King's right arm, which is three inches shorter then her left arm, has no bicep muscle activity, no tricep activity, and very weak scapular and pectoral muscles, but in the big picture there isn't anything she can't do now save a back bend or a handstand.

After half a decade of swimming in lieu of physical therapy, her body learned how to compensate on its own, and this gave her courage to begin swimming competitively.

"When I was about 12 years old, my mom was looking online and she was seeing all these kids with disabilities swimming," said King. "My mom looked at the time standards and I had pretty good times and she thought I could do really well."

King went to her first disabled meet in Santa Clara when she was 12 years-old but didn't qualify because according to King she "was too able bodied."

But the following year, the competition rules changed and King was allowed to compete.

According to a U. S. Paralympics Swimming classification packet, King's S10 classification allows her to compete as a disabled athlete against, "swimmers with very minimal weakness affecting the legs; swimmers with restriction of hip joint movement; swimmers with both feet deformed; swimmers with minor limb loss of part of a limb."

"S10 is the highest class because we are the least disabled and most able bodied," said King.

King worked hard in competition and by Dec. of 2011, King had climbed up the ranks of S10 disabled swimmers and was ranked second in the country and 18th in the world in the 100 meter backstroke.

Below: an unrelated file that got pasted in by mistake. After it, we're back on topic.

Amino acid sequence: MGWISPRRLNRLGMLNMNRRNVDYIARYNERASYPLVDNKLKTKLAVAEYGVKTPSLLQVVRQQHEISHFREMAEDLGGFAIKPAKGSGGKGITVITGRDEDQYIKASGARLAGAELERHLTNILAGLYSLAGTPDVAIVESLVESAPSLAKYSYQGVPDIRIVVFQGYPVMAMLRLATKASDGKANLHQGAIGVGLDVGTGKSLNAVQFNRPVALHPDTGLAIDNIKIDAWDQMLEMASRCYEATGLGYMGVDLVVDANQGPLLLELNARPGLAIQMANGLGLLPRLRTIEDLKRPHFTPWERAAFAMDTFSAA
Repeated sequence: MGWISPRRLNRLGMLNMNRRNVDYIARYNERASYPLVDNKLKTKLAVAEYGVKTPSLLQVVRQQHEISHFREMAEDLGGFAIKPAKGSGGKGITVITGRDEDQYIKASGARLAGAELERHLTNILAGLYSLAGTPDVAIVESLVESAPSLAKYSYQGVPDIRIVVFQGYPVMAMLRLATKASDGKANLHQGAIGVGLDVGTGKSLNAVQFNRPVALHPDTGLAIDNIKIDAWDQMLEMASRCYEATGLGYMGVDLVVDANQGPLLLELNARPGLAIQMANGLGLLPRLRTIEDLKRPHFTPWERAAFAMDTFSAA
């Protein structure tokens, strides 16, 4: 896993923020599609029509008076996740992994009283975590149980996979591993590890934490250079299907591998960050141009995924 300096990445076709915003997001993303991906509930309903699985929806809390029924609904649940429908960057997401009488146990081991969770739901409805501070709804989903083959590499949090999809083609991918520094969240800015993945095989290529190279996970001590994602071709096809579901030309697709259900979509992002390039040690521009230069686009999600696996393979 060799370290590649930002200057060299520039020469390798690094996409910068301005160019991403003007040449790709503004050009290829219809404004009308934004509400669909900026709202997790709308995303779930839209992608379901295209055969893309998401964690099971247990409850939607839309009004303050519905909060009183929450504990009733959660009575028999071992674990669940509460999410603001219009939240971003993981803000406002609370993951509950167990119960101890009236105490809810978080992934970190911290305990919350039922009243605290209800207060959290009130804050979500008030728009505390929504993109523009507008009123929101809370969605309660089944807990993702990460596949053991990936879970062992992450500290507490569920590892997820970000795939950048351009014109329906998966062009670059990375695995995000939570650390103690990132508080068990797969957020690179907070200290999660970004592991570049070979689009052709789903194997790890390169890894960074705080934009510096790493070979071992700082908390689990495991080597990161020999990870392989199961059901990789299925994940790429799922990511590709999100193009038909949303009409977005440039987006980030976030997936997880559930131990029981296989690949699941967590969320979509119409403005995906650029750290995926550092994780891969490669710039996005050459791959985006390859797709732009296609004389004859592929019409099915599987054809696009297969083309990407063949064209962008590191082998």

"But it wasn't enough to make the team," said King.

In order to qualify, King needed to obtain a top ranking time in the top ten swimmers in the world at the CanAm trials.

Six months later, King set an American record in the 50 meter backstroke at the CanAm trials scoring a time of 33.32 to beat the previous record of 33.97.

Looking forward, King hopes she qualifies for the upcoming U. S. Paralympics Spring CanAm Swimming Nationals on April 4-6, 2013 at the University of Minnesota Aquatics Center in Minneapolis.

In the meantime, King will be practicing with the Samohi Varsity Swim Team and competing in CIF against able-bodied girls who will probably have no idea that they are locked in competition against a disabled swimmer.

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Jan. 11, 2013, 10:12:06 am

Frances Follmer said...

Serafina King is my grand-daughter. I know how hard she has worked and how far she has come. For the first 5+ months of her life she was unable to move her right arm. By hte grace of God, the dedication of her mother, and the services she recieved at Children's Hospital, Serafina has not only become a productive teenager but also a fierce competitor.

Jan. 11, 2013, 12:16:08 pm

James M. Follmer, O.D. said...

As Serafina's grandfather, I have been privileged to see her develope into an intelligent, beautiful and very strong young woman. Her indomitable attitude is beautifully combined with a tender and caring spirit. These characteristics insure her success as an athlete and in life, regardless of challenges.